By Antonia Juhasz
International Forum on Globalization
Bolivia’s Water Goes for a Song
In December 2000, members of the IFG Committee on Water and Globalization were invited to Bolivia’s third largest city, Cochabamba, to participate in an international conference on the privatization and globalization of water and to create a partnership between the citizens of Cochabamba and the international movement against corporate globalization. While there, we met with Cochabambans from all walks of life who had taken part in a citizen uprising to take back their water from those who had put it in the global market place: their government, the World Bank, the International Monetary Fund (IMF), and U.S. corporate interests. In so doing, we were once again reminded that replicable models of alternatives to corporate globalization exist around the world.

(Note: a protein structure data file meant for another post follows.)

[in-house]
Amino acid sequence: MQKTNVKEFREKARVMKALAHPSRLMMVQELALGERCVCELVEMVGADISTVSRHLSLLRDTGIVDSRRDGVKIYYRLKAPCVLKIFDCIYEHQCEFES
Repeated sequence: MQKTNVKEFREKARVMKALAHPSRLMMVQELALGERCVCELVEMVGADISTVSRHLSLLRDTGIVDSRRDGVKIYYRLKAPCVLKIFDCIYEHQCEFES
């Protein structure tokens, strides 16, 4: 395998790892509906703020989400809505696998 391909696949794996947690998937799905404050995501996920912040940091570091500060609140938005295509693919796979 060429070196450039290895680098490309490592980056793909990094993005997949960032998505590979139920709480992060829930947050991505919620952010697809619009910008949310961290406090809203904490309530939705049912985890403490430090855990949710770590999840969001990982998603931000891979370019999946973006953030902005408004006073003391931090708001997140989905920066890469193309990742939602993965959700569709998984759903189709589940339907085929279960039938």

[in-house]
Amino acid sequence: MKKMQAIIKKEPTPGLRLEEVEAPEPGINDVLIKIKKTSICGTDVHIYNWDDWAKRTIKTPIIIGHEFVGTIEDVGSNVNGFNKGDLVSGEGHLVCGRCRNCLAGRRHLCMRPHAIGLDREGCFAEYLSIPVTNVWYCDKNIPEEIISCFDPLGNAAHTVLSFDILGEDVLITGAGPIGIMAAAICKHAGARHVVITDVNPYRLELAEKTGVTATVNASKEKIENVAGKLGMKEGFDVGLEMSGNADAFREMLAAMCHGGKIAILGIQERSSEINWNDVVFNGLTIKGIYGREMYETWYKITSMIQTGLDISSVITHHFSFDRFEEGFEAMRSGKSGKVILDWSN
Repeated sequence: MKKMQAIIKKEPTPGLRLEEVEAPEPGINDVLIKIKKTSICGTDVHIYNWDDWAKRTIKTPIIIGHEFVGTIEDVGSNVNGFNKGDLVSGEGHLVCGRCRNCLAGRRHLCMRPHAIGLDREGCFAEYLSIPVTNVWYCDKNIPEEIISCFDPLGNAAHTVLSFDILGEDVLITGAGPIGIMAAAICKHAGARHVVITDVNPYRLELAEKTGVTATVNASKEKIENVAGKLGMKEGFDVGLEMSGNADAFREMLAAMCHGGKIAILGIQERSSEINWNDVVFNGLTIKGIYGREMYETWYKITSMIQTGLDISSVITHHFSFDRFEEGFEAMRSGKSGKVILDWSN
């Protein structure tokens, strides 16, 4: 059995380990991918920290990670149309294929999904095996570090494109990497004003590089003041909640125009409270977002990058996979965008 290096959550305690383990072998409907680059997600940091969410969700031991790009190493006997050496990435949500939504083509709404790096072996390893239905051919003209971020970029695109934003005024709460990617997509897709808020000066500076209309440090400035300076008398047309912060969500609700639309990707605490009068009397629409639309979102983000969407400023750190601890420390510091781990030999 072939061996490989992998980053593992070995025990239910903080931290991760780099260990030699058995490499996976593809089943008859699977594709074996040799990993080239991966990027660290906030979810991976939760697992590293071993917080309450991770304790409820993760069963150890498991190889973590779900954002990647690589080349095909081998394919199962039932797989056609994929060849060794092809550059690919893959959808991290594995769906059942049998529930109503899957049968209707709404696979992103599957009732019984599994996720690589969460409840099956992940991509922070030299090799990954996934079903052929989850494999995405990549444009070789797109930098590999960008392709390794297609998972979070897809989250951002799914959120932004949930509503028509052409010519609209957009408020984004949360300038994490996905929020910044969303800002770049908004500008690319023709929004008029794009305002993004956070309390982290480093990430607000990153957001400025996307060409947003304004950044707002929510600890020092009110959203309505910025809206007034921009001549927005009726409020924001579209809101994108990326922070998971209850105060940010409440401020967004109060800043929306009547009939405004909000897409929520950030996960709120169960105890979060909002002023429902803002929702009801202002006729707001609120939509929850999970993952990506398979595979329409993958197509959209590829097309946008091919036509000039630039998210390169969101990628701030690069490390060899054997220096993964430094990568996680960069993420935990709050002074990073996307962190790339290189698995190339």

In late 1999, following several years of World Bank and IMF pressure, the Bolivian government passed a law privatizing Cochabamba’s water system. – Aguas Del Tunari, - a local subsidiary of the San Francisco- based Bechtel Corporation, was the only bidder, and the worst predictions of water privatization were quickly realized: Before any infrastructure investments were made to ensure improved or expanded services, rates increased overall, even tripling for some of the poorest customers. In a country where the minimum wage is less than $60 per month, many users received water bills of and above $20 per month, and water was shut off completely for others. The law privatized all water supplies in the city. As a consequence, citizens who had built family wells or water irrigation systems decades earlier suddenly had to pay Aguas del Tunari for the right to use this water. While the company sought 16 percent annual return on its investment, price hikes simply put water out of the reach of many customers. It was not difficult to predict the failure of Cochabamba’s water privatization experiment.